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It took two months and almost a million dollars to save an unvaccinated 6-year-old from Tetanus

A photomicrograph of Clostridium tetani, the bacteria that cause tetanus. Their tennis racket-like appearance is seen when the bar-shaped bacteria begin to become a hard track. Image: CDC A new case report from the Centers for Disease Control released on Thursday highlights the costs of not vaccinating children. It describes an unvaccinated 6-year-old boy's meeting with tetanus and the enormously expensive, two-month effort required to save his life. [19659] Tetanus is caused by the name bacteria Clostridium tetani . More precisely, what happens when the earth's love C. tetani enters your body – usually through an open cut and spews out an extremely powerful toxin. This toxin can quickly paralyze and send the muscles to constant spasms, which begin with the jaw (if you know anything about tetanus, it is enough that it causes lockjaw). These spasms can then spread to the thorax, back and intestine, leading to painful fractures, difficulty breathing and even the complete loss of gut control. It's a brutal disease, one that can take months to fully recover from. Even with treatment, 10 percent of the victims die in the end. Thankfully, we have had a functioning vaccine against tetanus since the 1920s, and vaccination has virtually eliminated the disease in countries with decent care. Most every person in the United States is fully vaccinated against tetanus when they go to school, with the first of five shots happening at the age of 2 (booster shots every ten years later recommended). Unfortunately, this report was not…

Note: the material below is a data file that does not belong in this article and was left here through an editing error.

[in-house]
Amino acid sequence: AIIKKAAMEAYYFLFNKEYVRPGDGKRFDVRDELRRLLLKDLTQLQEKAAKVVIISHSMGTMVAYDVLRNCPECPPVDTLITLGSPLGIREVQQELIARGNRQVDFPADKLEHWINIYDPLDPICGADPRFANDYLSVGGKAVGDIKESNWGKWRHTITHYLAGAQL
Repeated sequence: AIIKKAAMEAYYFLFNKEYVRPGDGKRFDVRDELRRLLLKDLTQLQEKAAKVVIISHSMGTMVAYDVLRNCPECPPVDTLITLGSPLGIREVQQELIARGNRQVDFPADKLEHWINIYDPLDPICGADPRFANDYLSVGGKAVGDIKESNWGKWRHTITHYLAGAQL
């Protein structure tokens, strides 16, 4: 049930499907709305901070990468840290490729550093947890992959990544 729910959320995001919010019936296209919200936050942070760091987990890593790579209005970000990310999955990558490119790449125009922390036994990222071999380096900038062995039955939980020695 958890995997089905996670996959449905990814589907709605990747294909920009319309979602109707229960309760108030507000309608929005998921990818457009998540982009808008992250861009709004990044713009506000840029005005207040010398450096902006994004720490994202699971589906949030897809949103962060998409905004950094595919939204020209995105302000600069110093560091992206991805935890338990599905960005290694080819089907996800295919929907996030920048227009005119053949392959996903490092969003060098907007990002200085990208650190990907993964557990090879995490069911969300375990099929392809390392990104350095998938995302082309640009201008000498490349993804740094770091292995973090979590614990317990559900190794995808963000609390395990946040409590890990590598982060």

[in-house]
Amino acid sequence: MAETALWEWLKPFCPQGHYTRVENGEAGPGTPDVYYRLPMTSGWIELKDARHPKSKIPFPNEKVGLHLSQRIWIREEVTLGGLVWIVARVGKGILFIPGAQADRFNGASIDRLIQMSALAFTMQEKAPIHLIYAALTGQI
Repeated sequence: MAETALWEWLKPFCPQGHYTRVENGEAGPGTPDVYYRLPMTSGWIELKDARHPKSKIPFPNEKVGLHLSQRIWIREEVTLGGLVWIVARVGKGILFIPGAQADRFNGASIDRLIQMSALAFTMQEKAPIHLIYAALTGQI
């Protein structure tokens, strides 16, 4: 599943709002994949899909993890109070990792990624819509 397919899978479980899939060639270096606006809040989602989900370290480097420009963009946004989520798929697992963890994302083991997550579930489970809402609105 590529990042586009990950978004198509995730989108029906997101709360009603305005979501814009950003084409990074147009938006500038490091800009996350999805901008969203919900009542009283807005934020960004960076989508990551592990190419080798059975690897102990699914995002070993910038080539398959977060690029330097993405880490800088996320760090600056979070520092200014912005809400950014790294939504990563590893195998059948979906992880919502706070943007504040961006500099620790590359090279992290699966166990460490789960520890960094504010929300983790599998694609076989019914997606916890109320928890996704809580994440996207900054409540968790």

A photomicrograph of Clostridium tetani, the bacteria that cause tetanus. Their tennis racket-like appearance is seen when the bar-shaped bacteria begin to become a hard track. Image: CDC

A new case report from the Centers for Disease Control released on Thursday highlights the costs of not vaccinating children. It describes an unvaccinated 6-year-old boy’s meeting with tetanus and the enormously expensive, two-month effort required to save his life. [19659] Tetanus is caused by the name bacteria Clostridium tetani . More precisely, what happens when the earth’s love C. tetani enters your body – usually through an open cut and spews out an extremely powerful toxin. This toxin can quickly paralyze and send the muscles to constant spasms, which begin with the jaw (if you know anything about tetanus, it is enough that it causes lockjaw). These spasms can then spread to the thorax, back and intestine, leading to painful fractures, difficulty breathing and even the complete loss of gut control. It’s a brutal disease, one that can take months to fully recover from. Even with treatment, 10 percent of the victims die in the end.